If Allen had broken out to an early lead in MVP talks and kept playing how he did, maybe he would’ve stayed in first for the whole season. But instead he was forced to come from slightly behind in a race where he’d face more obstacles than more established players. It likely made it slightly too difficult to catch up. 

The MVP case for Josh Allen over Aaron Rodgers

If any one season of Rodgers’ career deserved an MVP award, which he’s already won twice, it’s this one. The statistics above speak for themselves. He had career-bests in both completion percentage and passing touchdowns this season, and if anything, MVP awards occasionally trend toward the “career achievement award” when a veteran player has an amazing year.

That’s all fine and dandy, but think for a second about what Allen accomplished this year. He led the Bills to their first 13-win season since 1991. He vanquished the AFC East’s mighty Patriots (albeit with some help from shaky GM Bill Belichick). Allen threw for one fewer touchdown than Patrick Mahomes, ran for one more touchdown than Lamar Jackson, threw for more yards than Rodgers, had a better quarterback rating than Wilson, Drew Brees and Tom Brady.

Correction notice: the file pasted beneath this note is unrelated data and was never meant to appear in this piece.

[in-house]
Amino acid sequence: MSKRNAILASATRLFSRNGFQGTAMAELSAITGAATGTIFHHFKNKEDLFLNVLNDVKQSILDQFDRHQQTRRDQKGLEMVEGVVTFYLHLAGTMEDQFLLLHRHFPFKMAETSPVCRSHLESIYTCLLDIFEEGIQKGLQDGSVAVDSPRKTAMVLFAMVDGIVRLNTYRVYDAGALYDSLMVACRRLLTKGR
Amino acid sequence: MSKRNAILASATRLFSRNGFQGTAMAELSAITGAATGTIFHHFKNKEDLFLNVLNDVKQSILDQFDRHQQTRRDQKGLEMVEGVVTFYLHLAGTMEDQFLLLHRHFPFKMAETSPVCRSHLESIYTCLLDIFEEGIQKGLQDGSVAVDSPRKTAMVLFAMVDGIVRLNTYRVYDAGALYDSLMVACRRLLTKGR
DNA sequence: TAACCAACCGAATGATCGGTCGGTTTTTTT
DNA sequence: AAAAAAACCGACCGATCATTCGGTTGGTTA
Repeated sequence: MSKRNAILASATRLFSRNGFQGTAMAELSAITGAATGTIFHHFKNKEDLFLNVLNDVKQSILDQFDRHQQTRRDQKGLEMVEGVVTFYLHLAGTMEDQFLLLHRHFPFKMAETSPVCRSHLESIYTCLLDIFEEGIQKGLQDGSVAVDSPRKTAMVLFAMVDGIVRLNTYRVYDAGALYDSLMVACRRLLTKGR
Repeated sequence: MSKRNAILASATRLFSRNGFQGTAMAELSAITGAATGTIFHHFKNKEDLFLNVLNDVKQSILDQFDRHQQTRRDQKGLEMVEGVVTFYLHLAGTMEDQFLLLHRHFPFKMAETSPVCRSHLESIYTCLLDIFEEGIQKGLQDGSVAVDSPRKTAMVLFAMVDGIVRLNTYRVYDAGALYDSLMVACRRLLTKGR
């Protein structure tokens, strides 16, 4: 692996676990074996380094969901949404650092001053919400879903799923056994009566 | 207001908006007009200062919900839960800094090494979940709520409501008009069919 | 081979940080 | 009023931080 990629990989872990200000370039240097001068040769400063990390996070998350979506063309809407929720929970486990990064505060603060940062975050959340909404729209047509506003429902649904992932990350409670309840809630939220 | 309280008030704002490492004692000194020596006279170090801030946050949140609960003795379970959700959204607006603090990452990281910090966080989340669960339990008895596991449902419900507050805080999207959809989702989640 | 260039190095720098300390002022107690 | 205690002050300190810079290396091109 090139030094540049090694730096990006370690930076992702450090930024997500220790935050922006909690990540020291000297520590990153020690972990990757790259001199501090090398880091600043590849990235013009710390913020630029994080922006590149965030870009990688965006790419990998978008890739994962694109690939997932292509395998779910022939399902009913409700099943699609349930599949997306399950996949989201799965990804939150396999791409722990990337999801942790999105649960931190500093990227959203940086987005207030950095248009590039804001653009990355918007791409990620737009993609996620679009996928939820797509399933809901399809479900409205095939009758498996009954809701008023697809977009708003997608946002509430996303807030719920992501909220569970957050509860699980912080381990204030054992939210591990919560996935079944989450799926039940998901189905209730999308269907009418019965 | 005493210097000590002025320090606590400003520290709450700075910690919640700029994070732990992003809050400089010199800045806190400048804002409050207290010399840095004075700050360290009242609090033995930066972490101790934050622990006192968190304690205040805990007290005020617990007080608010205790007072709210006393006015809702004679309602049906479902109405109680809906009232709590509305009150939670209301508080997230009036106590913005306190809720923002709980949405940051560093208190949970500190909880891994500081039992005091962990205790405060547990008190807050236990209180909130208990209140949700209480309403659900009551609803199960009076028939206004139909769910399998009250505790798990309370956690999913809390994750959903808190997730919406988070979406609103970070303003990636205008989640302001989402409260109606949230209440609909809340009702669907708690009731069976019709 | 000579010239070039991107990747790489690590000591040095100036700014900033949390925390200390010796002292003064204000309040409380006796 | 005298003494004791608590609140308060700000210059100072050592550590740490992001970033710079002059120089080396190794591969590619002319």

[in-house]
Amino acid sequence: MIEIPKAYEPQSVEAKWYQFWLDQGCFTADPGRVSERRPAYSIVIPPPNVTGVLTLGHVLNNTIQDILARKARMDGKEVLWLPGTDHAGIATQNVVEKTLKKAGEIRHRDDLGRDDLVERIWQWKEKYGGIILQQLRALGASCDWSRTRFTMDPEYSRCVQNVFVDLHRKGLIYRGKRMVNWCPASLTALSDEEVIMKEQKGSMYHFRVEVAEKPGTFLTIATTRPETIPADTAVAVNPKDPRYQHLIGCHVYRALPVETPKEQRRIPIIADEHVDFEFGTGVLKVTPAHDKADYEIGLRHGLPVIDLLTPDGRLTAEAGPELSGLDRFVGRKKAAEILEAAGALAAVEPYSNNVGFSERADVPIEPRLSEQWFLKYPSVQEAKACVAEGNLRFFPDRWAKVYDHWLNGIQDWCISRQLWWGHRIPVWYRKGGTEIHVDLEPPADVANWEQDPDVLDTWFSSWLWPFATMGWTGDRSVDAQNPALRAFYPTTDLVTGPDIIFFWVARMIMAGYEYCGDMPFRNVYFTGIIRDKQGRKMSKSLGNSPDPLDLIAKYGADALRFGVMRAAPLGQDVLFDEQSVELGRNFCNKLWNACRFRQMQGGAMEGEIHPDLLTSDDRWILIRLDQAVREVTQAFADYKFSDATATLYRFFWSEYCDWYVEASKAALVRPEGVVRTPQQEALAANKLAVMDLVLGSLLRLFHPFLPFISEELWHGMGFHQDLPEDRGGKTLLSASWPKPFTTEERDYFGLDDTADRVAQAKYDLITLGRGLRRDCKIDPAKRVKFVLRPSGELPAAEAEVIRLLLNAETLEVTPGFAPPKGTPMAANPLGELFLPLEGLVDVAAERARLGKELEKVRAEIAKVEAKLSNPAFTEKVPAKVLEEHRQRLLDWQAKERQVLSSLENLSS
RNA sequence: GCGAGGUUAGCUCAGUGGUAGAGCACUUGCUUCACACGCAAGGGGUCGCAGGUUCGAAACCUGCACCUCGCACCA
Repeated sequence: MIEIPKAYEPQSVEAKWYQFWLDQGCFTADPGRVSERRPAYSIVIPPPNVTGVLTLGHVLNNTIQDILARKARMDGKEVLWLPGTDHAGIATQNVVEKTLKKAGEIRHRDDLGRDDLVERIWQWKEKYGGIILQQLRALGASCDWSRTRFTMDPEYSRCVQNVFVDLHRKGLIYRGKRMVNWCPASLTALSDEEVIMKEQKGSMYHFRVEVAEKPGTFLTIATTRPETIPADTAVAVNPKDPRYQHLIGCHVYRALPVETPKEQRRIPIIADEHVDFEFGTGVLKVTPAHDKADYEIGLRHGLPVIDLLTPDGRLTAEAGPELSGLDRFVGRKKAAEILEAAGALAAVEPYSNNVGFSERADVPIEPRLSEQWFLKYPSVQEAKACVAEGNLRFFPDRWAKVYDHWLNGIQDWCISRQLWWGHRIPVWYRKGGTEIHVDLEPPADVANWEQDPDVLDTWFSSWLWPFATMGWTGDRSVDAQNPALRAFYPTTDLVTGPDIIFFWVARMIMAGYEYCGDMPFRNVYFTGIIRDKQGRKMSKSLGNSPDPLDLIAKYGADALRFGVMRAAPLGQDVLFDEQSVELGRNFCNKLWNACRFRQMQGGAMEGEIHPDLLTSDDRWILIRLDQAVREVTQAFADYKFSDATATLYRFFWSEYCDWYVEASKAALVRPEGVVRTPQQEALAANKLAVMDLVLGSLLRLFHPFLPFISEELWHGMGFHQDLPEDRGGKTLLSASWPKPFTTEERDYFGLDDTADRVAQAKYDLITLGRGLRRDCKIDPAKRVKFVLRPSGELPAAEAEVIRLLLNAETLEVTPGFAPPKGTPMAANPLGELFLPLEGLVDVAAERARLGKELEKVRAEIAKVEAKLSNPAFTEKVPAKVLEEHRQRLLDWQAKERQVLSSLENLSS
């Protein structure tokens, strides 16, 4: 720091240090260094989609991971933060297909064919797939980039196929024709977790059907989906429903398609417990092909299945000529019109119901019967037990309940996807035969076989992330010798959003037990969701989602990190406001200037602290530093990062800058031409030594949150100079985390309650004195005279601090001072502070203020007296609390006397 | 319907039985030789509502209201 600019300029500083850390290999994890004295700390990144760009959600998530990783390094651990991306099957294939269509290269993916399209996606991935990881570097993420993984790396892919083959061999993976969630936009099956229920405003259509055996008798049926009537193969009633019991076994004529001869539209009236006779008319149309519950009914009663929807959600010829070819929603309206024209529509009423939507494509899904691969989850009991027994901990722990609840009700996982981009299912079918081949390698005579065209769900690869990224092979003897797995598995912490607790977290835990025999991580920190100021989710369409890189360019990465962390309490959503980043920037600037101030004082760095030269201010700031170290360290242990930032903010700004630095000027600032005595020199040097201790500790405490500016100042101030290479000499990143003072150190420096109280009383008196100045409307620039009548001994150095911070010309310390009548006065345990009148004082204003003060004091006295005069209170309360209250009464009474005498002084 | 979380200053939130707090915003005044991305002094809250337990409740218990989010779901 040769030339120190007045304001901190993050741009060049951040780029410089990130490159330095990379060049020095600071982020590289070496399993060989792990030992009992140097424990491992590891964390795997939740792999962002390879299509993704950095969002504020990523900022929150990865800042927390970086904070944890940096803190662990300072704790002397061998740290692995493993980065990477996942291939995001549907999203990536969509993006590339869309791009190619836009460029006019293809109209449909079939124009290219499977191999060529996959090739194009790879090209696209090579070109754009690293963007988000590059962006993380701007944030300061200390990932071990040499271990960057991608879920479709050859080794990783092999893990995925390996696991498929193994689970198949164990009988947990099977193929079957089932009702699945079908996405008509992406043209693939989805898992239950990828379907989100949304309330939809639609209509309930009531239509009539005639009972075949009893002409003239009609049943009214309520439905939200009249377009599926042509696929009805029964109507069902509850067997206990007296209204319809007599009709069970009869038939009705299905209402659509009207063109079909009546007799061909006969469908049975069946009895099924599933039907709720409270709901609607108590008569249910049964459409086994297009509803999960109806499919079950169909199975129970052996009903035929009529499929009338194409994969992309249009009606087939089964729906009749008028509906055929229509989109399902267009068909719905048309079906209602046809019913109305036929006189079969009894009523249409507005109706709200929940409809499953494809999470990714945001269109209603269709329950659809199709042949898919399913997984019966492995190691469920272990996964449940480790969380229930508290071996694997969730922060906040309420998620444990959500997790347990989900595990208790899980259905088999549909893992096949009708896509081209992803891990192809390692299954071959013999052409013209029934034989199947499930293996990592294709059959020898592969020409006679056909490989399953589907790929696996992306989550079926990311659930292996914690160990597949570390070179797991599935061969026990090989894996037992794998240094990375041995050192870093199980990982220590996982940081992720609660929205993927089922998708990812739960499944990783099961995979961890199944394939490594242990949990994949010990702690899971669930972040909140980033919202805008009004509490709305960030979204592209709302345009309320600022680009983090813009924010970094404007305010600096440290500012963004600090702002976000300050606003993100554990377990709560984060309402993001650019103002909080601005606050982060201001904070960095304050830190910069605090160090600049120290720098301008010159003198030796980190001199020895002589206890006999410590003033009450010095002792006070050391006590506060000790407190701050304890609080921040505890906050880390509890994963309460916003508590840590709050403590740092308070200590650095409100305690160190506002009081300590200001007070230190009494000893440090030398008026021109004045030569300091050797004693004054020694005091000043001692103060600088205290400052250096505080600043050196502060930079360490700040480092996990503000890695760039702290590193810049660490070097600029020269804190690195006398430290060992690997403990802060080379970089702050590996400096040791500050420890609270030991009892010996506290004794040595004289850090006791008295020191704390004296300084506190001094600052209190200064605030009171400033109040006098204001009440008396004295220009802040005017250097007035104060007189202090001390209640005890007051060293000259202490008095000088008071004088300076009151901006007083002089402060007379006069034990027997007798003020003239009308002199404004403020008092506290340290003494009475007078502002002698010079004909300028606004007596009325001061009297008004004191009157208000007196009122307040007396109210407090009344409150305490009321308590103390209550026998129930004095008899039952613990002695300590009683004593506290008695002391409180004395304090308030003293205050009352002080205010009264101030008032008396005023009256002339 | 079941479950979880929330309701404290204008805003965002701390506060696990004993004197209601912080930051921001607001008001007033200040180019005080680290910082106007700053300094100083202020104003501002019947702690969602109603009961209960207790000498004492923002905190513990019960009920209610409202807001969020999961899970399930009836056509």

The question of what “valuable” means in MVP is always a sticking point, and the “How would their team play without them?” argument can get silly. Of course the Packers would be much worse without Rodgers, and the Bills would be much worse without Allen.